Italian opposition parties were fomenting anti-government sentiment ahead of President Giorgio Napolitano's address marking the end of 2013, a tumultuous year in national politics that witnessed inconclusive national elections, months of parliamentary deadlock, and the formation of an unprecedented left-right coalition that defied repeated threats of upheaval and survived to the New Year.
The address is Napolitano's eighth on this day, a first for an Italian president after the 88-year-old was reluctantly called back to office at the end of his seven-year term to help resolve a government stalemate in April. The loudest anti-government critic Tuesday was comedian-turned-politician Beppe Grillo, leader of the anti-establishment 5-Star Movement (M5S), who is staging his own online year-end address, airing simultaneously with Napolitano's at 8:30 local time, in protest. "You don't question the word of the Lord when his name is Napolitano," wrote Grillo in a mock-messianic tone on his blog, the main platform for his Internet-based movement that forced a virtual threeway tie in February national elections between the centre right of Silvio Berlusconi and the centre left, leading to government gridlock. Grillo and the M5S have denounced Napolitano as "undemocratic" in helping former premier Mario Monti take the helm of an emergency technocrat government in November 2011, when Berlusconi's third government collapsed with Italy looking in danger of suffering a Greek-style financial meltdown.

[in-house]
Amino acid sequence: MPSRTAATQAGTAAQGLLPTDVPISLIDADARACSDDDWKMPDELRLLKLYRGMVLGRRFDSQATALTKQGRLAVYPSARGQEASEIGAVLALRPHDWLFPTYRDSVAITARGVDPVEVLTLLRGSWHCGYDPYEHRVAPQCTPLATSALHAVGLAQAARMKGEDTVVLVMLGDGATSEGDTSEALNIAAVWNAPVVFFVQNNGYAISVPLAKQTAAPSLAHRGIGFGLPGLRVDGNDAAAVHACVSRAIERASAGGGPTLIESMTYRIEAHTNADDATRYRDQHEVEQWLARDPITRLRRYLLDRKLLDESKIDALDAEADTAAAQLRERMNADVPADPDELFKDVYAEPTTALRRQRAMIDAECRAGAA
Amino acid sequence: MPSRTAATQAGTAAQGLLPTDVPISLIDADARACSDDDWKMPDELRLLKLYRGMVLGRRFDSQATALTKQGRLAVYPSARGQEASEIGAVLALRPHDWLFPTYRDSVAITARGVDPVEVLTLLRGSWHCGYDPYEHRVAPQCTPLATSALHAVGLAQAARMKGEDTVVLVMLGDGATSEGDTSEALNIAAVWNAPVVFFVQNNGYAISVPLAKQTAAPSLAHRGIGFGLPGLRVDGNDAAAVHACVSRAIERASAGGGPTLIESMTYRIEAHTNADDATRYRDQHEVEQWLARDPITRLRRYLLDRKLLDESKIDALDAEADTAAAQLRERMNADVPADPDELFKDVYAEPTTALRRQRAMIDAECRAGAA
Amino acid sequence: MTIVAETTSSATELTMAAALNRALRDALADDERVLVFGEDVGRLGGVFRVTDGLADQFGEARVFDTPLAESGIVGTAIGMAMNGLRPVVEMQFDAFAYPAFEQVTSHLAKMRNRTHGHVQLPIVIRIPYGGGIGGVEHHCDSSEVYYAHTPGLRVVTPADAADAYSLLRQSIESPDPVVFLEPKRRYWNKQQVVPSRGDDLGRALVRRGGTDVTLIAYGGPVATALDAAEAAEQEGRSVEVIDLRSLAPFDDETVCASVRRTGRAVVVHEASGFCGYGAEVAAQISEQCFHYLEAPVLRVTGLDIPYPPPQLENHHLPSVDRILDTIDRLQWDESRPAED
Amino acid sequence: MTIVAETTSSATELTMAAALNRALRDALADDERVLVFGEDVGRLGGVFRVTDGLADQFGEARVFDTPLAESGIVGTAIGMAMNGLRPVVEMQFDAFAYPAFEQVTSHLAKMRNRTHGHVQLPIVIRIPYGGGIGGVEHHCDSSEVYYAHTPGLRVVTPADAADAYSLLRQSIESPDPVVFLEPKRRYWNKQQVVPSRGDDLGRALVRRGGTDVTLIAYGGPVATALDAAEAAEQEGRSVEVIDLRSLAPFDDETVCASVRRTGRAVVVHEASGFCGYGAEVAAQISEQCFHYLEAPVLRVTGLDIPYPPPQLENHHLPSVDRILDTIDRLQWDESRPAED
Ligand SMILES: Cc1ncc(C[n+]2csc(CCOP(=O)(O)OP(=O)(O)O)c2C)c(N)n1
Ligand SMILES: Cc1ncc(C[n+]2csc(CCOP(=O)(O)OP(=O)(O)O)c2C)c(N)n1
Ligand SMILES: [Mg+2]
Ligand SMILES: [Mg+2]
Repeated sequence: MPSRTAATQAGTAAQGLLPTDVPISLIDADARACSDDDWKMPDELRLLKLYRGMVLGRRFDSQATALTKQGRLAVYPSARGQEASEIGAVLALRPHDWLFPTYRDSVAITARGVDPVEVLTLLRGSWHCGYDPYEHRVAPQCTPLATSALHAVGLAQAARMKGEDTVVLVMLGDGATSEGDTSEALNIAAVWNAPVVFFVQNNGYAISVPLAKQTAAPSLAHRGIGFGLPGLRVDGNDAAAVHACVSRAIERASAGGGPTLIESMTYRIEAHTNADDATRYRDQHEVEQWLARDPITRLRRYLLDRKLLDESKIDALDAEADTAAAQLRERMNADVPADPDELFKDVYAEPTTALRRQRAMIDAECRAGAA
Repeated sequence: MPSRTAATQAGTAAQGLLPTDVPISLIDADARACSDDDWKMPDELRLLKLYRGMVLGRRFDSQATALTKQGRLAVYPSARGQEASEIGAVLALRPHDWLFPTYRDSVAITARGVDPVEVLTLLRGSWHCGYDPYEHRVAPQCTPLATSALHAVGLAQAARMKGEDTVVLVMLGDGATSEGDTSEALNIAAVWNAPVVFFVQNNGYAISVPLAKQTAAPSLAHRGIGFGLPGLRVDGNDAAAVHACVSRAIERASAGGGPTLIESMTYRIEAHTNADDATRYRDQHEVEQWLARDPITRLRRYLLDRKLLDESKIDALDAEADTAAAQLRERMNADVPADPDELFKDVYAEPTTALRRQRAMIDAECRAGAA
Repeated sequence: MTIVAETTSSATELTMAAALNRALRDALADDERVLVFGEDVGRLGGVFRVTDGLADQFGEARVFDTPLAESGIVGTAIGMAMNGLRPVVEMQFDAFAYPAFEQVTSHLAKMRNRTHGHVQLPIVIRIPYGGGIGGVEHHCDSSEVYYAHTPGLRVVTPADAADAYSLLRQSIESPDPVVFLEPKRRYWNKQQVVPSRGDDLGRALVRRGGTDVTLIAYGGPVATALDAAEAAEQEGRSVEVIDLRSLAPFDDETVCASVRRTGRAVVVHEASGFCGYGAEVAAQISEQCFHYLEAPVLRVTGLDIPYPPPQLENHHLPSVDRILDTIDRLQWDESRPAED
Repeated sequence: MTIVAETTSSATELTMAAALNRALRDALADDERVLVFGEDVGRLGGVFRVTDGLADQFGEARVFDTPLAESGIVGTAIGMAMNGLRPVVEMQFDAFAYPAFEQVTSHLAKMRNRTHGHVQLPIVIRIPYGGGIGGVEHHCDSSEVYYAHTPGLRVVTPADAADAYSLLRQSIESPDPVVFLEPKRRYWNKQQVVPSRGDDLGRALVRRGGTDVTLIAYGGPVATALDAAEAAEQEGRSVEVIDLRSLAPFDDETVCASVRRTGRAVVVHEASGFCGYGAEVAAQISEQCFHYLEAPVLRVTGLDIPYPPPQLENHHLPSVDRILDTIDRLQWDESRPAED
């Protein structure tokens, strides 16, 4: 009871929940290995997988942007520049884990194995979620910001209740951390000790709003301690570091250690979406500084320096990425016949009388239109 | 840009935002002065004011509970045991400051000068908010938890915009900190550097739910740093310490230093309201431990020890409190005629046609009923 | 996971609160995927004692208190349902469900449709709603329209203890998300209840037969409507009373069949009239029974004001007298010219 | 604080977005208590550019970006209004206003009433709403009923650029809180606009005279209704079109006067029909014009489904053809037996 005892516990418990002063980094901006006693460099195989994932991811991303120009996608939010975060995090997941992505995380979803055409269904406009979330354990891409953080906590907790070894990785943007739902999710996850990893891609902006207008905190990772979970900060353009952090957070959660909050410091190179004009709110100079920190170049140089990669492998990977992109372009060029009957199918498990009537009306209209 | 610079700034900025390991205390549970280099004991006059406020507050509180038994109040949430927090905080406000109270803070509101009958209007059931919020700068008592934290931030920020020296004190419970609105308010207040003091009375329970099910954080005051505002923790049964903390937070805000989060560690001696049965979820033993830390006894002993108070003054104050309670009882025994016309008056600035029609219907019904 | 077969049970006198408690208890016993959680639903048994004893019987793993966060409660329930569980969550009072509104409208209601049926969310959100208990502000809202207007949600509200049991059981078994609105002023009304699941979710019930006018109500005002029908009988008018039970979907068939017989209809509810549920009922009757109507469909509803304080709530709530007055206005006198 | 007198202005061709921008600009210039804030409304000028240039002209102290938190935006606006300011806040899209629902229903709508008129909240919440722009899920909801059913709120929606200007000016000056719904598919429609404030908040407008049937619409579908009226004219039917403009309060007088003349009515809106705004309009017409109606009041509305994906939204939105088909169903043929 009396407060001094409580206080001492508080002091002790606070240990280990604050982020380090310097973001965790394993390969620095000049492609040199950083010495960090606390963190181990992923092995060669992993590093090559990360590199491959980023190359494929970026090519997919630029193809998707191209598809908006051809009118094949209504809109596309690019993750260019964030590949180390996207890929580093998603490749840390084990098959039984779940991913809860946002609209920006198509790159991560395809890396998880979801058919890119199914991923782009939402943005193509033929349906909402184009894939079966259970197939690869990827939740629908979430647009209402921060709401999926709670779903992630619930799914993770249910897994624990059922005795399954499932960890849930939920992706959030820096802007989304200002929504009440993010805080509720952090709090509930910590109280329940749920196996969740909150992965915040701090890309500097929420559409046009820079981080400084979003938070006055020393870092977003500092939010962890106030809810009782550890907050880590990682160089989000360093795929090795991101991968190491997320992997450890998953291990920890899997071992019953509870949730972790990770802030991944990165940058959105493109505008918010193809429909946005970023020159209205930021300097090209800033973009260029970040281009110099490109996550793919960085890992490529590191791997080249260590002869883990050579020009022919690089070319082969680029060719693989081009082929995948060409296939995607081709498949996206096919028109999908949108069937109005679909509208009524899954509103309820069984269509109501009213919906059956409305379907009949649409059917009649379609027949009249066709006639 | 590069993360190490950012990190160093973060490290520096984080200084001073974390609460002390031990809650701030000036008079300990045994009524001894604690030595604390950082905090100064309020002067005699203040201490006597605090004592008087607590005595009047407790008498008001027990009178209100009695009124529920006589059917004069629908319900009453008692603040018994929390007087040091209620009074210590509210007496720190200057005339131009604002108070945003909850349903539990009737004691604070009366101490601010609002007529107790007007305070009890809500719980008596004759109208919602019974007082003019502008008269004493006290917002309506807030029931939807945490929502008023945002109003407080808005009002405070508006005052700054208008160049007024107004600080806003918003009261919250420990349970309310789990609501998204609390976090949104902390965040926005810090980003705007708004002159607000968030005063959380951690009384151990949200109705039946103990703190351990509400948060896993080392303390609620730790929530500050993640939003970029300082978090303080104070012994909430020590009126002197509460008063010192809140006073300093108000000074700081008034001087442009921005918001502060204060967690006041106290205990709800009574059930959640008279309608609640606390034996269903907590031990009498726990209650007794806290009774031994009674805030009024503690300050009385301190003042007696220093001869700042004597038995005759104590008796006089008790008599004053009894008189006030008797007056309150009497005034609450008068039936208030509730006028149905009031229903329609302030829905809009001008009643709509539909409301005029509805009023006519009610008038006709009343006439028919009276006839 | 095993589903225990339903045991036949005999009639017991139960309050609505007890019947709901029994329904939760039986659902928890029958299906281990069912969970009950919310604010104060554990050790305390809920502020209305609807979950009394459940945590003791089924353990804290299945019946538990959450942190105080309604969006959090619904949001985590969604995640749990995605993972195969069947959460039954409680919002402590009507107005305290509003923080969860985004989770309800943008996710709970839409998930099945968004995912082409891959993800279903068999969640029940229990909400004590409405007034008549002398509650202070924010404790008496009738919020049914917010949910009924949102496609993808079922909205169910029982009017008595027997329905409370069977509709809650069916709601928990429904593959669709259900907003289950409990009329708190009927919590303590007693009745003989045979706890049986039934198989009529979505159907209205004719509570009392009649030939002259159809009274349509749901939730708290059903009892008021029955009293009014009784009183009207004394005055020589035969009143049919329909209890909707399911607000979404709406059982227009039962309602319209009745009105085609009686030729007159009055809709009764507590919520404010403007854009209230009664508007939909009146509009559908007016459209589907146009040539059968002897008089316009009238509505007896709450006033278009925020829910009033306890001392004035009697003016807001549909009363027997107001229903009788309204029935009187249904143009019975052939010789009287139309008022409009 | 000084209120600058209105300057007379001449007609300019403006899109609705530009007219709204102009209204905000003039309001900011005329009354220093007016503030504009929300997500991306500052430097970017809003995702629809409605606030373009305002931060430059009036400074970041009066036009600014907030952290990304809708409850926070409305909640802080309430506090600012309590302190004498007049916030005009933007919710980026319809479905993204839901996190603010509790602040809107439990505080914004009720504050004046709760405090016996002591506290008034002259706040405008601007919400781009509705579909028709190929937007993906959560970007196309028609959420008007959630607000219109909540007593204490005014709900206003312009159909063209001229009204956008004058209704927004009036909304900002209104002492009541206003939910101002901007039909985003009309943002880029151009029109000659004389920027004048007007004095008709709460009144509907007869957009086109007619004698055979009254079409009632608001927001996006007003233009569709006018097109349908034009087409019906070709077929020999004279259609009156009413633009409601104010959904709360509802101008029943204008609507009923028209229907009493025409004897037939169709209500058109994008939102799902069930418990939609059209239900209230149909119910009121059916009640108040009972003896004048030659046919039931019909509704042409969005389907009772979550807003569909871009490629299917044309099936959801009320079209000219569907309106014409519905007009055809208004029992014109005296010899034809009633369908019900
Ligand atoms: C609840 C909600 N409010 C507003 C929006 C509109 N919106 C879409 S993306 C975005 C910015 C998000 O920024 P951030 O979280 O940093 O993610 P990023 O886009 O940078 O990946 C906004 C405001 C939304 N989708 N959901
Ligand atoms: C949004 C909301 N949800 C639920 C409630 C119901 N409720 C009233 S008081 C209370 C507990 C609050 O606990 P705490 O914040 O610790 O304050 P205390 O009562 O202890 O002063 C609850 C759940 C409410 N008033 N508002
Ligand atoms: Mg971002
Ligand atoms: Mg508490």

Napolitano also worked hard to create Premier Enrico Letta's left-right coalition government in April to end two months of deadlock following February's inconclusive general election.
Furthermore, Grillo has charged that the position of Napolitano, who was re-elected president by parliament a week before Letta's government was sworn in, is no longer legitimate, and has vowed to campaign for the president's impeachment in 2014.
His argument is based on the fact that the Constitutional Court recently declared illegitimate the election law that voted in the current parliament.
Grillo predicted on his blog that Napolitano's traditional New Year's Eve message will be his last, a prelude to a "last supper" his movement hopes awaits "this political class" in 2014. Meanwhile Berlusconi's center-right Forza Italia party was encouraging supporters to boycott Napolitano's address. There has been some speculation that Forza Italia, which last month pulled its support from Letta's executive, could vote in favour of Napolitano being impeached.
Berlusconi's lawmakers voted in favour of Napolitano, a former member of the Communist Party, becoming the first Italian president to be re-elected this year.
But the three-time premier and his party have been highly critical of him after he refused to grant Berlusconi a pardon after a tax-fraud conviction was upheld by the supreme court in August, making it binding.
Napolitano said he could only consider a pardon if a formal request were made, something that Berlusconi, who has since been stripped of his seat in parliament because of the conviction, has thus far refused to do.
The president was expected to use the address Tuesday to call once again for badly needed institutional reforms, including a new electoral law after the former law was struck down earlier this month. Other institutional reforms the government is weighing include stripping the Senate of its equal lawmaking status with the House. "Few now doubt that, in strict compliance with the principles enshrined in the Constitution, we must put an end to the endemic weakness that in the past has characterized the fate of too many governments," Napolitano said two weeks ago before the diplomatic corps.